Thursday, June 2, 2016

The Mexican Magician

For the finale, a Mexican magician told the audience he would count to three, then disappear.  He counted: One….. Two….. and <POOF>, he was gone without a tres.

Thoughts on Sharpening

After building my bench, my plane blades and chisels needed some serious attention. For a "softwood," southern yellow pine really does a number on hardened steel. I finished the bench several months ago, and have kept finding reasons to put off that desperately needed sharpening marathon. I have soft and hard Arkansas stones from and they are fantastic for honing. But if the blade needs more than a quick dressing, I have to get out the sandpaper and glass plate. Don't get me wrong, the sandpaper method works great. It's just SO SLOW. Starting with 80-grit paper to take out moderate nicks, a single blade can take an hour. I had been thinking about getting a grinder, but I really don't have the space. So instead, I picked up a DMT Extra-coarse Dia-Sharp bench stone. Wow. Now I understand why DMT stones are so popular. It cuts quick and smooth, and there's no mess. I still need to run the steel over 220- and 320-grit sandpaper (and might look for another DMT to fit that gap) before moving to the soft Arkansas, but I can grind and hone in about 15 minutes. Money very well spent. After spending time to resharpen my jack plane iron, I'm once again amazed at how much easier woodworking is with sharp tools, and wondering why I don't sharpen more often....

Monday, December 28, 2015

Orion’s Belt

What did astronomers find behind Orion’s Belt?

A big waist of space.

Thursday, December 24, 2015

My First Christmas Present

I know a lot of woodworkers make their Christmas gifts, but I have never had the time. But this year, I decided to make time to make a present for my Mom. She loves to play cribbage, and I remember the two of us playing for hours when I was young (she even let me win a few).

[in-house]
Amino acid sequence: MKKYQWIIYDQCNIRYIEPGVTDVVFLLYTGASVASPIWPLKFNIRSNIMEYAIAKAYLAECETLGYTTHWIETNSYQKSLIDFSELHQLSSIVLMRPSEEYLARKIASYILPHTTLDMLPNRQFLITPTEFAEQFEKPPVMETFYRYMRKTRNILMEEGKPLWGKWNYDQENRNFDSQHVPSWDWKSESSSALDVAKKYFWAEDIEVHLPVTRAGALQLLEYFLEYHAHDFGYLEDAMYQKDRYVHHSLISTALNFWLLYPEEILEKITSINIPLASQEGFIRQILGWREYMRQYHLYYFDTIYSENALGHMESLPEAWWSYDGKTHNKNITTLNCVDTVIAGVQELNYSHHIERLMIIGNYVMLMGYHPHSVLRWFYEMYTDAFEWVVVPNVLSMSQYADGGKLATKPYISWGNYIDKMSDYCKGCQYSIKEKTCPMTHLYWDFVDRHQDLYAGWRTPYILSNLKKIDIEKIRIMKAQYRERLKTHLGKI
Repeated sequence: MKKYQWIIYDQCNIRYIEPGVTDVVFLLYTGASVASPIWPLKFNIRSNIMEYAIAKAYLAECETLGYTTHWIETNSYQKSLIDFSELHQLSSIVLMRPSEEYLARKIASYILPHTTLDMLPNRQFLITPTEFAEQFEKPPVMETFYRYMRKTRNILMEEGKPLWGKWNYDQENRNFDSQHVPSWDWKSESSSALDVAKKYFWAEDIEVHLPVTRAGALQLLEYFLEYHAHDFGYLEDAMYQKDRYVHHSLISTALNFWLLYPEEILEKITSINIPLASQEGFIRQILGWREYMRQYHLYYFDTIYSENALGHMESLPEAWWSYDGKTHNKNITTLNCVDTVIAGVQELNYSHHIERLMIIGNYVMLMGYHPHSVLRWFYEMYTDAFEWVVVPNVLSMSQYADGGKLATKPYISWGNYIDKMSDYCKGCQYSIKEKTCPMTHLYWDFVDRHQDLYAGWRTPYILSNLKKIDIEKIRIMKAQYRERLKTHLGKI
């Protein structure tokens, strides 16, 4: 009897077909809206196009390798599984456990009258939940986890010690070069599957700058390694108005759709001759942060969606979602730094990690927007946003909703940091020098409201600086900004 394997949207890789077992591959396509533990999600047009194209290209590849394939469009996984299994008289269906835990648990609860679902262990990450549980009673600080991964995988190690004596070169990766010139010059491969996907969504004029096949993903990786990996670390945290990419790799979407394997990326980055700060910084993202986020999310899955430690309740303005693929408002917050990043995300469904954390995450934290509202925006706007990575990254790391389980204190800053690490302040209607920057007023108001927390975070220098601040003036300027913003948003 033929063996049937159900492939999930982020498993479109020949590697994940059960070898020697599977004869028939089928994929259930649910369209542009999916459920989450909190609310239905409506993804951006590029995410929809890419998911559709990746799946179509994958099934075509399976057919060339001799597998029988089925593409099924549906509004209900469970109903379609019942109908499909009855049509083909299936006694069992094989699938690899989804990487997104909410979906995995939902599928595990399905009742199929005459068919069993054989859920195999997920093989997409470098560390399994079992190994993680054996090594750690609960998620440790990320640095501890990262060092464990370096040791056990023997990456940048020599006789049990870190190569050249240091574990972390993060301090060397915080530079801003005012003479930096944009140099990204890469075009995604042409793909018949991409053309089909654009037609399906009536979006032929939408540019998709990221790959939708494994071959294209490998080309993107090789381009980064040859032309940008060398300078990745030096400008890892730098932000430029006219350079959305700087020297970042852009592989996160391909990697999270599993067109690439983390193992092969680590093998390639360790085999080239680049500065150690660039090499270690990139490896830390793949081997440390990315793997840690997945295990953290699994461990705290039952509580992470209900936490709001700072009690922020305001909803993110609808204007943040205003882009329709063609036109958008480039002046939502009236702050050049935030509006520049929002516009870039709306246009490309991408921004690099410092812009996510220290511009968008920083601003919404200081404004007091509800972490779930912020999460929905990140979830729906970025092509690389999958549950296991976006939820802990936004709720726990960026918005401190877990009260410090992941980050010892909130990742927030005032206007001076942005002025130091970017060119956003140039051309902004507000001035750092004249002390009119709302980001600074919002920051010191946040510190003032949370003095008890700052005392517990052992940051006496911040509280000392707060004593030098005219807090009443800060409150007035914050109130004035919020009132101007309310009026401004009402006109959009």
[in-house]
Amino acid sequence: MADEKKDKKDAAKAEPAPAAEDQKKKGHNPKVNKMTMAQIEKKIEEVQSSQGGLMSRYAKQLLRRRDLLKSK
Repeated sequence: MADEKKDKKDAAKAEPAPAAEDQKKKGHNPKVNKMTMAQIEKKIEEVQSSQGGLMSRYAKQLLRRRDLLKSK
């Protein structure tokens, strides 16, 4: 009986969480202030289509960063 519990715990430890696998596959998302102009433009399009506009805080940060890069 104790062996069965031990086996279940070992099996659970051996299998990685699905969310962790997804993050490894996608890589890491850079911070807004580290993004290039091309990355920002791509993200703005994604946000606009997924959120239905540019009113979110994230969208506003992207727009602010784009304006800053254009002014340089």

A cribbage board is a pretty simple project—just a board with a bunch of holes drilled in it, and a well to store the pegs.  I made my own template out of hardboard for the holes. The key was to drill the holes in the template with a countersink bit. Then use a self-centering bit to drill the project board. The self-centering bit pulls the work into the exactly the right spot, so you don’t have to spend a lot of time getting each hole lined up perfectly. I even put a bit of wax on the drill press table so everything could easily slide into place.
On this board I added a simple inlay. Since I put the inlay on by bench leg, and found out how easy it is, I’ve been looking for any excuse to use it. I’ve been carving the relief by hand, but I’m starting to consider getting a plunge base for my rotary tool.
Anyway, here’s the completed project.
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Saturday, December 19, 2015

Time for some Dad Jokes

I have always had a special fondness for jokes.  Not the witty, intellectual kind.  The best joke make some people laugh, and some people groan.  Recently, these kind of jokes have been called “Dad Jokes’' and I can think of no better way to describe them.
So it’s time to start a new section on my blog for these very special things.  Here’s the first one, courtesy of my youngest son.

A man and his wife are walking down the street in soviet Russia when it begins to precipitate. The man declares, "I do believe it's raining!" His wife replies, “It's December, I'm sure its snow."  The man then says, "well lets ask an officer, they're always right." They agree, and the man approaches an officer across the street and asks, "Officer Rudolph, is it raining or snowing?" The officer replies, "Rain, of course!" The mans turns to his wife and triumphantly announces, "See? Rudolph the Red knows rain, dear.”